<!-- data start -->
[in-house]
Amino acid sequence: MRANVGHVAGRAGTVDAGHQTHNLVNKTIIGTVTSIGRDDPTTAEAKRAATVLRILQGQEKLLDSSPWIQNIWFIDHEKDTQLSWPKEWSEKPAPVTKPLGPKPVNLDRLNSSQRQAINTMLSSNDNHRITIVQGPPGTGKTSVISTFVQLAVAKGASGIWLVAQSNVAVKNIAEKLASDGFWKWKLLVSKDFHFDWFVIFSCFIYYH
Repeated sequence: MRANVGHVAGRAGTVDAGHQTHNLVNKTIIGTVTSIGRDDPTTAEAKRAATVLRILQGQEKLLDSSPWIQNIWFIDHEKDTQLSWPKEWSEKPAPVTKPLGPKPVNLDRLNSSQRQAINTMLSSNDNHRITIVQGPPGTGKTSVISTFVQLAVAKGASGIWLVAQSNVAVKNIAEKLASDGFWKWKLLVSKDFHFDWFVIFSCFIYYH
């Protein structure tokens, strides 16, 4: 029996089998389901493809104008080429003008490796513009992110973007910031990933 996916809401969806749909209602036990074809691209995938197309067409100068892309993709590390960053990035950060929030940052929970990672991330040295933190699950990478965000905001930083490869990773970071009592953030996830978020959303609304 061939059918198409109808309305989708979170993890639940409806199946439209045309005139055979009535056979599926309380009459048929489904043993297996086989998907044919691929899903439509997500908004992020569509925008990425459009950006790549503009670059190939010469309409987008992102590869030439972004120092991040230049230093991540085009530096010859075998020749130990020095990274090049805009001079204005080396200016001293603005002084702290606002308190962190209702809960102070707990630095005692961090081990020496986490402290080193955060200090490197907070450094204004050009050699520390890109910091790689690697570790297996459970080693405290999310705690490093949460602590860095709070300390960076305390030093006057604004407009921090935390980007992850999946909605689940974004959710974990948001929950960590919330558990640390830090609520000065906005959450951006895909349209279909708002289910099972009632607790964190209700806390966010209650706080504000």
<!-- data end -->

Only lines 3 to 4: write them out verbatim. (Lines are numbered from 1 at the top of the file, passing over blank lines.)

Repeated sequence: MRANVGHVAGRAGTVDAGHQTHNLVNKTIIGTVTSIGRDDPTTAEAKRAATVLRILQGQEKLLDSSPWIQNIWFIDHEKDTQLSWPKEWSEKPAPVTKPLGPKPVNLDRLNSSQRQAINTMLSSNDNHRITIVQGPPGTGKTSVISTFVQLAVAKGASGIWLVAQSNVAVKNIAEKLASDGFWKWKLLVSKDFHFDWFVIFSCFIYYH
């Protein structure tokens, strides 16, 4: 029996089998389901493809104008080429003008490796513009992110973007910031990933 996916809401969806749909209602036990074809691209995938197309067409100068892309993709590390960053990035950060929030940052929970990672991330040295933190699950990478965000905001930083490869990773970071009592953030996830978020959303609304 061939059918198409109808309305989708979170993890639940409806199946439209045309005139055979009535056979599926309380009459048929489904043993297996086989998907044919691929899903439509997500908004992020569509925008990425459009950006790549503009670059190939010469309409987008992102590869030439972004120092991040230049230093991540085009530096010859075998020749130990020095990274090049805009001079204005080396200016001293603005002084702290606002308190962190209702809960102070707990630095005692961090081990020496986490402290080193955060200090490197907070450094204004050009050699520390890109910091790689690697570790297996459970080693405290999310705690490093949460602590860095709070300390960076305390030093006057604004407009921090935390980007992850999946909605689940974004959710974990948001929950960590919330558990640390830090609520000065906005959450951006895909349209279909708002289910099972009632607790964190209700806390966010209650706080504000």